27 Sep 2018 / #Arvon50
Today, with eight novels behind me, I look back with bafflement at the amount of guilt I felt when I signed up for an Arvon Fiction course in 1993. Why did I feel so bad about leaving a young child in the hands of some of the other people he loved? Or about taking time off my job, when someone else could so easily fill in for me? Why was I so ready to suspect that it would all be waste of time because neither I nor my writing were worth it? The French have a wonderful expression “péter plus haut que son cul”( literally, to fart higher than your arse) to describe the act of being above oneself. Perhaps that’s what nagged at me: Who did I think I was?
But thankfully, the bad mother, the work-shy employee and the woman who farted higher than her arse won out. I made it to Lumb Bank.
What I remember: being late for the first session because I got lost in the house, which seemed to be designed by MC Escher on magic mushrooms; the exercise in which we had to write poison pen letters from the “missing student” who didn’t show up but had been spying on all of us; the nerves and the slightly hysterical laughter that went with it; the tears on Day Three (why is it so often on Day Three?); the way we partied hard and drank like fish while our tutors stayed up half the night reading far more work than was good for them; the unlikely Beauty and the Beast liaison that developed between two students. (And I’ve always wondered how that one worked out…)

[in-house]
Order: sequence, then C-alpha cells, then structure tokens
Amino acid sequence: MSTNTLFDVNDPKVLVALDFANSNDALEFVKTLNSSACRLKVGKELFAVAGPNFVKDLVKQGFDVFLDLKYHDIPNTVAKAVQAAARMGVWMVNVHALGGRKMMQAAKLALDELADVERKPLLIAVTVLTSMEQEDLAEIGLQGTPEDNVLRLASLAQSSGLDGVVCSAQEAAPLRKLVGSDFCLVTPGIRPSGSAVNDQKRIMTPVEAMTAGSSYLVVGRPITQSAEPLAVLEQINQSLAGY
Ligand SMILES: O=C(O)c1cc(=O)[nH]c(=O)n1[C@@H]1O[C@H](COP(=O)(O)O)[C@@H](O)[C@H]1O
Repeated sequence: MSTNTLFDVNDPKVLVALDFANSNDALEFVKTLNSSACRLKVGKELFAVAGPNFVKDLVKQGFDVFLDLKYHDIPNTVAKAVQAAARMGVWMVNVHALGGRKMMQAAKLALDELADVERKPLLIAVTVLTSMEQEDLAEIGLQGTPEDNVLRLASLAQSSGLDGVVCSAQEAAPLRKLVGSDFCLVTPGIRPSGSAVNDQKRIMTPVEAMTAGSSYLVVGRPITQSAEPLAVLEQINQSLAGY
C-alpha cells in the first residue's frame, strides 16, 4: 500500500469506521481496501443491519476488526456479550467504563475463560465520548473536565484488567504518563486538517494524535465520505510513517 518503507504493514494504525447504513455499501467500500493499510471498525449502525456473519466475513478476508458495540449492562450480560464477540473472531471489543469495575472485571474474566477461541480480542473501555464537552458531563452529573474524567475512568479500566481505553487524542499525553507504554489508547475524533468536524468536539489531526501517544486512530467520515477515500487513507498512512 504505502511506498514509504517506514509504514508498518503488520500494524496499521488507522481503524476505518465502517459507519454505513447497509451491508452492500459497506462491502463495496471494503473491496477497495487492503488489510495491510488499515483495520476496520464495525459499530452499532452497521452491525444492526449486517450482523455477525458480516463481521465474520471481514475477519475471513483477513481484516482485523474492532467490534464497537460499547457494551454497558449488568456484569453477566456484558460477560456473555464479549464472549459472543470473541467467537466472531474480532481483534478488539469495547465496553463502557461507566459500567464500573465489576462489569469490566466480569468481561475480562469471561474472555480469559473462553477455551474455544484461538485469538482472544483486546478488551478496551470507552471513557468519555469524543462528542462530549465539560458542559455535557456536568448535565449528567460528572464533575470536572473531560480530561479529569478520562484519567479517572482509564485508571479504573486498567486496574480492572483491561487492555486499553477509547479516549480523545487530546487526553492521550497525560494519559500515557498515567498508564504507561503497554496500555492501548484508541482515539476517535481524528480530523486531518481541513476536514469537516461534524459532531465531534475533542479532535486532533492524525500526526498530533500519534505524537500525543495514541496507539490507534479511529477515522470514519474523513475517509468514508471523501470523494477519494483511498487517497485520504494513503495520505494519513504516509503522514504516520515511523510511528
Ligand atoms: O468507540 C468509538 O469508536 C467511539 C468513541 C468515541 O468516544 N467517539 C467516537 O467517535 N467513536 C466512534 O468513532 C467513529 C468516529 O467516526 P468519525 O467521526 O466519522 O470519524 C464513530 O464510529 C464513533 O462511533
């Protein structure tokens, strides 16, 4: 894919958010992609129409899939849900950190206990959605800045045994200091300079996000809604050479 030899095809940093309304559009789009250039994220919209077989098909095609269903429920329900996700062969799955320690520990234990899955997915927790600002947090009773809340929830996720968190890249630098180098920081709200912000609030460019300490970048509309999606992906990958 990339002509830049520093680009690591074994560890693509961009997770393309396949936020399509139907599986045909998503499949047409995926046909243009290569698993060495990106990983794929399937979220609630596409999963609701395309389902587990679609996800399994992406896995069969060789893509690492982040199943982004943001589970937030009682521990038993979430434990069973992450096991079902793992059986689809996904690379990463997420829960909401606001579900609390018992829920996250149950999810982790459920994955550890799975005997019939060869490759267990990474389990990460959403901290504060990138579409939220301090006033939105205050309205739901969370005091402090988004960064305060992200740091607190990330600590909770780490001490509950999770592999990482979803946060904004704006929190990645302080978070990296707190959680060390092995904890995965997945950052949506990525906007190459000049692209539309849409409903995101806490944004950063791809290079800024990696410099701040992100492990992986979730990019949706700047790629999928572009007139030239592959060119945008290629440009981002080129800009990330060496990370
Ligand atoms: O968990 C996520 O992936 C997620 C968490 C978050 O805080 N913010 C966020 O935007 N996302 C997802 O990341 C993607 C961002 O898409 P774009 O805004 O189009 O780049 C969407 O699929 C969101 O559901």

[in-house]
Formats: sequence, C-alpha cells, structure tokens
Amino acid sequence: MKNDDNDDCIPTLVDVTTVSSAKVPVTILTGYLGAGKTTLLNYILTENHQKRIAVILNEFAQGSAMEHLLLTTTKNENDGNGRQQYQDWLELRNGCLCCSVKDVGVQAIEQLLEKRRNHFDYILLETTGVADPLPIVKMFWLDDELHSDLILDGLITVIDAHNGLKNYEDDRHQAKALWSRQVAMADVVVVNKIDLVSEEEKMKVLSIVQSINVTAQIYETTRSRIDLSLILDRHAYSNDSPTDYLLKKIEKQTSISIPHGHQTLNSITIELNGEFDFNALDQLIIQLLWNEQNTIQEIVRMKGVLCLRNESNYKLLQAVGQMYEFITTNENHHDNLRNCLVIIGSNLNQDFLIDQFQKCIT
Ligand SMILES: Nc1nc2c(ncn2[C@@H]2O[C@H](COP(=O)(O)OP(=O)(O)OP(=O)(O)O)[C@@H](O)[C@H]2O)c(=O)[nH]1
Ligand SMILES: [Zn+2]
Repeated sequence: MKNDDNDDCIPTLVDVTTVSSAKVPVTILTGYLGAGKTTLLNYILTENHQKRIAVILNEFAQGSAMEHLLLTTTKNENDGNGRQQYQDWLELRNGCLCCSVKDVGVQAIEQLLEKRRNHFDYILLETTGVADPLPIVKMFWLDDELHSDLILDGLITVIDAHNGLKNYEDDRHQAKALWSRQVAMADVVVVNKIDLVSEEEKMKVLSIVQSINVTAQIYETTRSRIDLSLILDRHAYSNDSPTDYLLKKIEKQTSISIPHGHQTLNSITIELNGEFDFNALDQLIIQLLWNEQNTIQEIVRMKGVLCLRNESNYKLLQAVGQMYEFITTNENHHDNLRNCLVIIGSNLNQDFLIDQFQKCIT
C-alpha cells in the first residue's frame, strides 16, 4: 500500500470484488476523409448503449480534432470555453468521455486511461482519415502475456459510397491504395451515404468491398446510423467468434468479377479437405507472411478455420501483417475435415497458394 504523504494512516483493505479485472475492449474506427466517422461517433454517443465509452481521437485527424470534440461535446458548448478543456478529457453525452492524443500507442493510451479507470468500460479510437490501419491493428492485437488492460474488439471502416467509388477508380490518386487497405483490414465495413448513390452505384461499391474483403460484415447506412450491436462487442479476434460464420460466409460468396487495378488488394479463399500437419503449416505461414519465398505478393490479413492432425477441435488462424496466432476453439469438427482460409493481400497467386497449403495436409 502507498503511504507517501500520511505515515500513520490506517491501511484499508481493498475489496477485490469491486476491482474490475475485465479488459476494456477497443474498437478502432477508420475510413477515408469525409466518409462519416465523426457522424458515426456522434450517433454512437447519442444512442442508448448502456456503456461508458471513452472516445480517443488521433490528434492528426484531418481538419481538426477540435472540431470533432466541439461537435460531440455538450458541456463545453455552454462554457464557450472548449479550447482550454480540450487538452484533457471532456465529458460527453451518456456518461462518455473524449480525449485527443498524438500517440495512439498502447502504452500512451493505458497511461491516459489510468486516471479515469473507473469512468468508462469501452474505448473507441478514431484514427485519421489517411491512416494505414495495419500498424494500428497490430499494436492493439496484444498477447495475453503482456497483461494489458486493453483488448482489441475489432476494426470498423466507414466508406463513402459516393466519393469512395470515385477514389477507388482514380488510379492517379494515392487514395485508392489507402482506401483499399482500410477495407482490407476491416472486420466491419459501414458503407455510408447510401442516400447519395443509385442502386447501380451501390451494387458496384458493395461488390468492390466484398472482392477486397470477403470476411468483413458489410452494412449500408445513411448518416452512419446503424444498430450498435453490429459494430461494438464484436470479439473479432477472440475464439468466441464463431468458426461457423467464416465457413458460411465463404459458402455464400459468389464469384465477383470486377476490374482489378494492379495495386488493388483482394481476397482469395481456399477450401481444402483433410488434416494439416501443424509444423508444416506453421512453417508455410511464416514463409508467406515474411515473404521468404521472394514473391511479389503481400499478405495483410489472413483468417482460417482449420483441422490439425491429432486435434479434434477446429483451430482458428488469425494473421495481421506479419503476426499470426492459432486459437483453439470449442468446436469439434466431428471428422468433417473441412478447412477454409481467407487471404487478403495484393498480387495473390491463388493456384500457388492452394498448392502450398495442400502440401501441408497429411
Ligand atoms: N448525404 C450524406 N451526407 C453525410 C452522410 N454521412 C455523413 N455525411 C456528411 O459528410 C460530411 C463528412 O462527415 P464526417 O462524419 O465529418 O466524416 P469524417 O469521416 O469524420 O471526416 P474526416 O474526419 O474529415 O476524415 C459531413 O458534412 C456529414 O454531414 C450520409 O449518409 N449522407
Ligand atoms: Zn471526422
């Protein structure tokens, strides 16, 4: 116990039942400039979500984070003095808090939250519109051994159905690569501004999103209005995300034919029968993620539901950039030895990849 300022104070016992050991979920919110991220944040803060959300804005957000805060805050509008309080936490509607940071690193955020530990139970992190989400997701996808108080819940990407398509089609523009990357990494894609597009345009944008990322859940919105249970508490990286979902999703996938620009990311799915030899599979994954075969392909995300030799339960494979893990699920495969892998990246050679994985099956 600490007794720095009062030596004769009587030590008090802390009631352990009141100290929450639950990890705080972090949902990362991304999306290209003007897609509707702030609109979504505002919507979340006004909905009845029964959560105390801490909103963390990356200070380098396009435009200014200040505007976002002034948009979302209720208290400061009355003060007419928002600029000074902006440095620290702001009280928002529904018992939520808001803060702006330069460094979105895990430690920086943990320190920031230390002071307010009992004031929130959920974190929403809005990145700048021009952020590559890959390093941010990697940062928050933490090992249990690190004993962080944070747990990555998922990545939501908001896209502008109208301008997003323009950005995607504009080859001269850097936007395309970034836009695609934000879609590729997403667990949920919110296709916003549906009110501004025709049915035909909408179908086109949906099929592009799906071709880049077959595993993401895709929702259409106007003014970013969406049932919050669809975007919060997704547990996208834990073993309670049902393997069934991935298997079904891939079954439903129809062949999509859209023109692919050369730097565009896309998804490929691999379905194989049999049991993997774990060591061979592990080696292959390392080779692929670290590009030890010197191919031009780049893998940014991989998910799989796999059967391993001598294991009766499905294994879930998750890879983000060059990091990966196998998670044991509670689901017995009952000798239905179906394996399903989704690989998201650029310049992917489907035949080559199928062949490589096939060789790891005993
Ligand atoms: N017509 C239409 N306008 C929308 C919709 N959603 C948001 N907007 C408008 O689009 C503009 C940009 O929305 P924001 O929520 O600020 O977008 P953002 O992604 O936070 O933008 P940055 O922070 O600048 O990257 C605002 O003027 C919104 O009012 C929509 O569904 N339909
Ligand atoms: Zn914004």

My “Arvon Moment” came on Day Four in the long narrow kitchen where the tutors Brian Thomson and Elizabeth North were having morning coffee.
Brian said: “I read your first chapter last night, and you’re a writer.”
Elizabeth said, “I read it too. It’s good. And your outline is coherent.”
Good. A writer. Coherent. That was all I needed to finish the novel: praise and support from two professionals. I never looked back.
A couple of years later I was back at Lumb Bank – this time as a tutor. My biggest joy as a teacher, then and since, has been seeing the “Arvon Moment” happening for others – be it from some spot-on feedback, an inspiring exercise, the right kind of encouragement, or from a simple, sudden insight in a class. I could say that all the tutoring I’ve done at Arvon in the last two decades has given me the chance to pay back some of the debt I owe. And it would be true. But there’s another more selfish reason: the teaching teaches me. When I come to an Arvon, I am a teacher – but also a student again. A circle is completed.
Arvon is 50 this year and to celebrate we have collected the stories of writers far and wide who have a tale to tell about Arvon. The collection will be published in our anniversary booklet and featured on our blog throughout the year. This piece is by Liz Jensen.
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